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An inside look at the science of cleaning up and fixing the mess of marine pollution

Molasses and Other Weird Things that Have Spilled

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Editor’s Note: September is National Preparedness Month. It is a time to prepare yourself and those in your care for emergencies and disasters of all kinds. NOAA and our partners have to be ready to respond to not just oil and chemical spills, but sometimes unusual hazards like molasses! To learn more about how you can be prepared for other types of emergencies, visit www.ready.gov.

This is a post by the Office of Response and Restoration’s Charlie Henry and Katie Krushinski, both based at NOAA’s Gulf of Mexico Disaster Response Center in Mobile, Ala.

Response team on board Coast Guard ship in Honolulu Harbor.

The Coast Guard National Strike Force and personnel from the U.S. Environmental Protection Agency, U.S. Fish and Wildlife, and National Oceanic and Atmospheric Administration head to their first location to monitor depleted oxygen and pH levels in Honolulu Harbor, Honolulu, Sept. 15, 2013.  They tested the water at various locations around Honolulu Harbor affected by the molasses spill. (U.S. Coast Guard)

Last week, the Matson Shipping Company reported an unusual spill after a container ship and faulty pipeline leaked 233,000 gallons (1,400 tons) of molasses into Hawaii’s Honolulu Harbor.

The Office of Response and Restoration’s Emergency Response Division has been working with the Hawaii Department of Health’s Hazard Evaluation and Emergency Response Office and state and federal partners to assess the large underwater plume of molasses and reduce risks to marine life in the area.

Typically we hear about spills of diesel, oil, and chemicals that cause environmental harm. We know these products can be toxic. Molasses, on the other hand, isn’t usually considered pollution. Yet, the Hawaii Department of Health has already collected approximately 25,000 dead fish from Honolulu Harbor and Ke’ehi Lagoon, where the molasses spill has spread and smothered life on the seafloor.

Although this isn’t your run-of-the-mill spill, it’s not the first time strange-sounding things have been spilled into the environment—with at times serious consequences.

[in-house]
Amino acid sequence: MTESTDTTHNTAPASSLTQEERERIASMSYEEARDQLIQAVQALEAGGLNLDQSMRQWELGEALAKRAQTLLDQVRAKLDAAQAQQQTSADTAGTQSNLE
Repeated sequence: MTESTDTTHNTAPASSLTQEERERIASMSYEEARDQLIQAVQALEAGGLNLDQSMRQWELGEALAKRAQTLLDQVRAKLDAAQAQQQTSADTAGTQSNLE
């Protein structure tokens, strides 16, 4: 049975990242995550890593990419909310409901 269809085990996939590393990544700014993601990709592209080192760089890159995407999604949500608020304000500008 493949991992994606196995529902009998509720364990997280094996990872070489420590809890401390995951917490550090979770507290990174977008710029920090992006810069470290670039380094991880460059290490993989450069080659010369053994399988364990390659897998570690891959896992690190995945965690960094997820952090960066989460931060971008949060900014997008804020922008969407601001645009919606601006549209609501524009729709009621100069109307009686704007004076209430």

Too Much to Drink

On October 17, 1814, a fermented vat of beer exploded, causing adjacent storage tanks to spill and pouring approximately 388,330 gallons of beer throughout the poor London neighborhood of St. Giles and neighboring communities. As a result, at least seven people died in this incident, both from drowning while trapped in slum-like basement apartments and from being buried under the flood’s debris.

In the wake of the Boston Molasses Disaster of 1919, firemen stood in thick molasses past their ankles as they searched through the debris.

In the wake of the Boston Molasses Disaster of 1919, firemen stood in thick molasses past their ankles as they searched through the sticky debris. (Courtesy of the Boston Public Library, Leslie Jones Collection.)

A Sticky Mess

Believe it or not, molasses has been spilled before. On January 15, 1919, a tank holding at least 2.2 million gallons of molasses burst, sending a wall of the thick, brown syrup down the streets of Boston, Mass. Reports indicate 21 people died in this spill and 150 were injured.

Boston Harbor was tinted brown for months. Although it wasn’t documented in detail in 1919, fish kills were a likely result. The locals described people and animals being trapped, “like by flypaper.” Local residents rumor that when the weather is hot you can still faintly smell molasses to this day.

A Close Call

On September 13, 2011, an OR&R Scientific Support Coordinator provided the U.S. Coast Guard with a trajectory for a bundle of telephone poles that were drifting in the Gulf of Mexico. The Coast Guard considered these poles a hazard to navigation and a threat to oil platforms at sea. NOAA’s Office of Response and Restoration applies the same oceanographic modeling tools used for oil spill trajectories to determine where huge bundles of logs, lost containers from cargo ships, and abandoned or derelict vessels might end up. In these cases, the debris itself is less of a concern than what it might encounter on its journey. This type of debris poses a huge threat to fishing vessels, fully loaded oil tankers, and even cruise ships. Floating debris is just another example of an unconventional “spill.”